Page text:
The High Court recently considered an injunction application by parties to restrain the appointment of a receiver over property, in circumstances where they maintained that the defendant was in breach of an amended settlement agreement.
The plaintiffs borrowed significant sums from AIB in order to finance the purchase and construction of 56 commercial and residential properties. In February 2016, a Deed of Settlement was entered into between the plaintiffs and AIB where AIB agreed to accept €9,850,000 in full and final settlement of all loans due by the plaintiffs, provided the figure was paid by 30 June 2016. The plaintiffs were also required to make interim payments of €50,000 per month pending the repayment date of 30 June 2016.
The Deed of Settlement contained a provision that any variation of the Deed would not be effective unless in writing and signed by the parties. The extension of the repayment date was extended twice by agreement between the parties, first to 30 December 2016 and then to 30 July 2017. The extensions were not agreed in writing. The plaintiffs claimed that a third amendment was agreed in June 2017, extending the repayment date indefinitely, provided the plaintiffs continued to make the interim monthly payments.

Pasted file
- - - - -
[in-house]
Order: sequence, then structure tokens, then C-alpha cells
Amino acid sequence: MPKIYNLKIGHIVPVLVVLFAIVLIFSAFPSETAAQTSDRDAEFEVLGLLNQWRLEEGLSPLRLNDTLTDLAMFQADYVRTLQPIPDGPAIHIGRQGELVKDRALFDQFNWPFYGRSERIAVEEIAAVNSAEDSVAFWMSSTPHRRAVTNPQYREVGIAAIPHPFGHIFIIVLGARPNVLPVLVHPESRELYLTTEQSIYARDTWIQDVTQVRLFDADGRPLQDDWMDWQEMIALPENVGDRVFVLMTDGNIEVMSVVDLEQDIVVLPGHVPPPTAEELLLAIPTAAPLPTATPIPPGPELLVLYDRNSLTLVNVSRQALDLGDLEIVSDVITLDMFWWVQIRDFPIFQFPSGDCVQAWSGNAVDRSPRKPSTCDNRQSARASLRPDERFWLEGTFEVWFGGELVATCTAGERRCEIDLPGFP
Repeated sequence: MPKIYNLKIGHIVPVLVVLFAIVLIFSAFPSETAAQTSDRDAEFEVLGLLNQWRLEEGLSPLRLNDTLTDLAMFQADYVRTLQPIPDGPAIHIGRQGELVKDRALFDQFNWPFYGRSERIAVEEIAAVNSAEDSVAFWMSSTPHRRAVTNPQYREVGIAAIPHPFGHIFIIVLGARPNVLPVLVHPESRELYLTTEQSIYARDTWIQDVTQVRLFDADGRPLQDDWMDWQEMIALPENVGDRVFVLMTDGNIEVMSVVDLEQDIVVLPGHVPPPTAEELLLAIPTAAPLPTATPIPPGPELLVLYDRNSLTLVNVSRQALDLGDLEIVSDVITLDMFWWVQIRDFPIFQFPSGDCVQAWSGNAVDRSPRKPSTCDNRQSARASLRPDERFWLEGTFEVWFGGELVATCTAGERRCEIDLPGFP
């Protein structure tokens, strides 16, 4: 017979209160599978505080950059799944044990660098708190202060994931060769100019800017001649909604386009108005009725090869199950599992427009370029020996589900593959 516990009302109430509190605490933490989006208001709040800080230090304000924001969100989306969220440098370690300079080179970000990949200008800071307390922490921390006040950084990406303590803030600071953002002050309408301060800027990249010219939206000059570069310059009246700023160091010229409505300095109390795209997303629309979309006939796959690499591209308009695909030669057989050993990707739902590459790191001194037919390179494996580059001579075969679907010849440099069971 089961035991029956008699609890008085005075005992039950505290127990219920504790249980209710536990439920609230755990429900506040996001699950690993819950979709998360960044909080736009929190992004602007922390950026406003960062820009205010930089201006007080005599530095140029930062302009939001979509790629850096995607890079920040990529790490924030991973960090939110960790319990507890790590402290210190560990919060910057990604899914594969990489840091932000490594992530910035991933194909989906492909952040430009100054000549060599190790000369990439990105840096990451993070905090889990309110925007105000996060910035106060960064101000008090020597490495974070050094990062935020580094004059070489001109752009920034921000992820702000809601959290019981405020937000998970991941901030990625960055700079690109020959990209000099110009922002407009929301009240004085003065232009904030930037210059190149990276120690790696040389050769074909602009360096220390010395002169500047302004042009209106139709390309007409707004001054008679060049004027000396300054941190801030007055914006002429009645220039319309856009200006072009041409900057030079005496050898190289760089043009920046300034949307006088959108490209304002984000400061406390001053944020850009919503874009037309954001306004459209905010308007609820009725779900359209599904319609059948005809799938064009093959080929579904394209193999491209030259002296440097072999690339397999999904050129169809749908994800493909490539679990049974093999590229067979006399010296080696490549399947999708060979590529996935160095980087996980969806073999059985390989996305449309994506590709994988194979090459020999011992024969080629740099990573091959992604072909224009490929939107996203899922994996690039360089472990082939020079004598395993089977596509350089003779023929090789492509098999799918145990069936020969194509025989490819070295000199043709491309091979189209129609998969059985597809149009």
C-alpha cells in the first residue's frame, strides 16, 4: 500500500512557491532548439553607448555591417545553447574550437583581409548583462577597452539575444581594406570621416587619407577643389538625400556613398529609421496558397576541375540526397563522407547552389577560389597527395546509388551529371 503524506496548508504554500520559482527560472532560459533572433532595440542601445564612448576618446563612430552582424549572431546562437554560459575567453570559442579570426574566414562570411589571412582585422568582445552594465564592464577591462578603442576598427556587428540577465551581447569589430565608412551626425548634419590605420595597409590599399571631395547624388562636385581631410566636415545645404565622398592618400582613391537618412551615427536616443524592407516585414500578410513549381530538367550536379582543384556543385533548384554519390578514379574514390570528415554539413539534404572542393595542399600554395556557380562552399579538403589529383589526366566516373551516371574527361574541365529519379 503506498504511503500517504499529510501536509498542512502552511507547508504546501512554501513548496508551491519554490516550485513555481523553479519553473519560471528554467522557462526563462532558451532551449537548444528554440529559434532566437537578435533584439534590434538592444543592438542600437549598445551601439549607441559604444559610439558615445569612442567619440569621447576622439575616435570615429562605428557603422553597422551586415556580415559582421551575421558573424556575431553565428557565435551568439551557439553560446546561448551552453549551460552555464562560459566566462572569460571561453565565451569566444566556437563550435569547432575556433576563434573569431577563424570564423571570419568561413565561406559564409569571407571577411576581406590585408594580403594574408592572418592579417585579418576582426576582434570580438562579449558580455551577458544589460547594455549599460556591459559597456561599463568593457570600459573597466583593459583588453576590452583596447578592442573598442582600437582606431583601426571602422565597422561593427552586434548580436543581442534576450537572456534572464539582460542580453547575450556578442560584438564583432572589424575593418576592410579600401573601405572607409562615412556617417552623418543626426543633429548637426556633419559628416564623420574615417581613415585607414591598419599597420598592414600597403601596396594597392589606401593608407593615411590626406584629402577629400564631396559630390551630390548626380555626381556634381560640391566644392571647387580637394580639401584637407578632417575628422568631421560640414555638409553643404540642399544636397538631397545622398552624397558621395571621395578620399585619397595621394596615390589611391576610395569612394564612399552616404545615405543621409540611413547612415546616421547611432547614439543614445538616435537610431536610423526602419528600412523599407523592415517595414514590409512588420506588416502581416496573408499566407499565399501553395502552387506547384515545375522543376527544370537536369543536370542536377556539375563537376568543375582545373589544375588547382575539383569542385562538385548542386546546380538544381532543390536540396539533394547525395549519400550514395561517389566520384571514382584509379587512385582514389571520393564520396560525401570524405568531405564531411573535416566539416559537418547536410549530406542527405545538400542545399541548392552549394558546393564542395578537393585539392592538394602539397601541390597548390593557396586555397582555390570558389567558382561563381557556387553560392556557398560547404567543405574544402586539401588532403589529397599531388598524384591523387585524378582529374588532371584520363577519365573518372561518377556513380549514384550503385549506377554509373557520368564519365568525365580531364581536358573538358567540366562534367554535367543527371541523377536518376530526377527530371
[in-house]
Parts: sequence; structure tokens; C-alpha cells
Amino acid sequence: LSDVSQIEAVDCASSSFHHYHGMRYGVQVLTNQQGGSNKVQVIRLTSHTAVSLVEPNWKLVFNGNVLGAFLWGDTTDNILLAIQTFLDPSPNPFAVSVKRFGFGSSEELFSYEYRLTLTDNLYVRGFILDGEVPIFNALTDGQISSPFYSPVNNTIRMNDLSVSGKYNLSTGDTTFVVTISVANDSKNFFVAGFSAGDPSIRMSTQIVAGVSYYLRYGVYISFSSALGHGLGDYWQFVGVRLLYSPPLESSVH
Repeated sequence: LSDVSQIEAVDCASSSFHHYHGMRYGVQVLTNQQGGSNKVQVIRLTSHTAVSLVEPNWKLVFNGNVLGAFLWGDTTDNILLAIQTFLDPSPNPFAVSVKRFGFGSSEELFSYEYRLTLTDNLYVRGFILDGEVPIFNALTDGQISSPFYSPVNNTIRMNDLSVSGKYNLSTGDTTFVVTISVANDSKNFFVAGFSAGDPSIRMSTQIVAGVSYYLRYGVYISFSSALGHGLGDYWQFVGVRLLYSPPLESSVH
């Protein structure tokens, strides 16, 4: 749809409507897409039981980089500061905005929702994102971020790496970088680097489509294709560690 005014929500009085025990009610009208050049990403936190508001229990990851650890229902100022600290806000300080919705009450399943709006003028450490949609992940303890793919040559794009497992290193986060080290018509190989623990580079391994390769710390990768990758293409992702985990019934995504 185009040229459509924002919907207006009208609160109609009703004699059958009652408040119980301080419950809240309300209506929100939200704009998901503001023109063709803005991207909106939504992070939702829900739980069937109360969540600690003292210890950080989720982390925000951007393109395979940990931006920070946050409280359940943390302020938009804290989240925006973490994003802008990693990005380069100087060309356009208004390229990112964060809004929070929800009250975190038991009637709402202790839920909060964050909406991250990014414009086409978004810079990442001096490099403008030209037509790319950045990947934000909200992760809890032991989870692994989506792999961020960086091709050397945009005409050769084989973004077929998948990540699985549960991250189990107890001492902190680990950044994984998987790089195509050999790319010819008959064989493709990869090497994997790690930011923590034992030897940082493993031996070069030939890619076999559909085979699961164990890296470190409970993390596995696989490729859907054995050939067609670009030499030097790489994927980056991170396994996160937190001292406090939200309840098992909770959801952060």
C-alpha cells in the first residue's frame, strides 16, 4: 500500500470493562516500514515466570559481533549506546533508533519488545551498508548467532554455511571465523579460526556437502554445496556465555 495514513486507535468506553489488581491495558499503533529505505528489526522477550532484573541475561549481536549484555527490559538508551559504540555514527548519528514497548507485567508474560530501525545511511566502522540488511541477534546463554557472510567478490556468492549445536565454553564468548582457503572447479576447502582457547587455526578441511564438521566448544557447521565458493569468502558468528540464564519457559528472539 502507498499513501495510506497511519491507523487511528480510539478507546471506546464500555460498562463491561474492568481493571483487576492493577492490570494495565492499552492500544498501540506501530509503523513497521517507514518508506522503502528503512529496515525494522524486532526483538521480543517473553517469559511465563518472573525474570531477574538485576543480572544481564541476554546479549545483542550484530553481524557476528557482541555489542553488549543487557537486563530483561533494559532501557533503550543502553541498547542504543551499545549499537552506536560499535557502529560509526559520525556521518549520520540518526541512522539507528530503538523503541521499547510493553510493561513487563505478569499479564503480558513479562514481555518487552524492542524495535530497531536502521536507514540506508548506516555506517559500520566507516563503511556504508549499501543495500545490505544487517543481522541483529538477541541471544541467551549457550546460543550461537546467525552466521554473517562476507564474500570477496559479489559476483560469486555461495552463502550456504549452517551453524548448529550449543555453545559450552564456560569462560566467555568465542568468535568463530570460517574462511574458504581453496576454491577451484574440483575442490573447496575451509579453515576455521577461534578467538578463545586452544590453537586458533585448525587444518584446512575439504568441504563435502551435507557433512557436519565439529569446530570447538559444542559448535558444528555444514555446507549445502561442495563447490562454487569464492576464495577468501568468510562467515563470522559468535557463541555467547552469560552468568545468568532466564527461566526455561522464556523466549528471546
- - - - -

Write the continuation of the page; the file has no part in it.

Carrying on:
In June 2019, Everyday Finance purchased the loans in question from AIB. A demand letter was issued by Everyday Finance on 26 November 2019 seeking the sum of €22.8 million. The plaintiffs alleged that in circumstances where they were now able to complete the settlement agreement, the defendant could not rely on the demand letter. The defendant admitted that the first two amendments were made, but deny that the third amendment was made, and asserted that the original Deed of Settlement had expired and could no longer be relied upon by the plaintiffs.
High Court Decision
Mr Justice Quinn held that the plaintiffs had not established the existence of a fair issue to be tried. He found that the evidence put forward by the plaintiffs in relation to the existence of an amended settlement agreement amounted to nothing further than the level of a bare assertion. The plaintiffs contended that the continued making of payments amounted to evidence of an amended settlement agreement and that the payments amounted to part performance of the settlement by the defendant. Mr Justice Quinn found that in the absence of any evidence of the making of an amended settlement agreement at interlocutory stage, the payments were only evidence of the reduction of the debt. Mr Justice Quinn refused the plaintiffs' application for an injunction.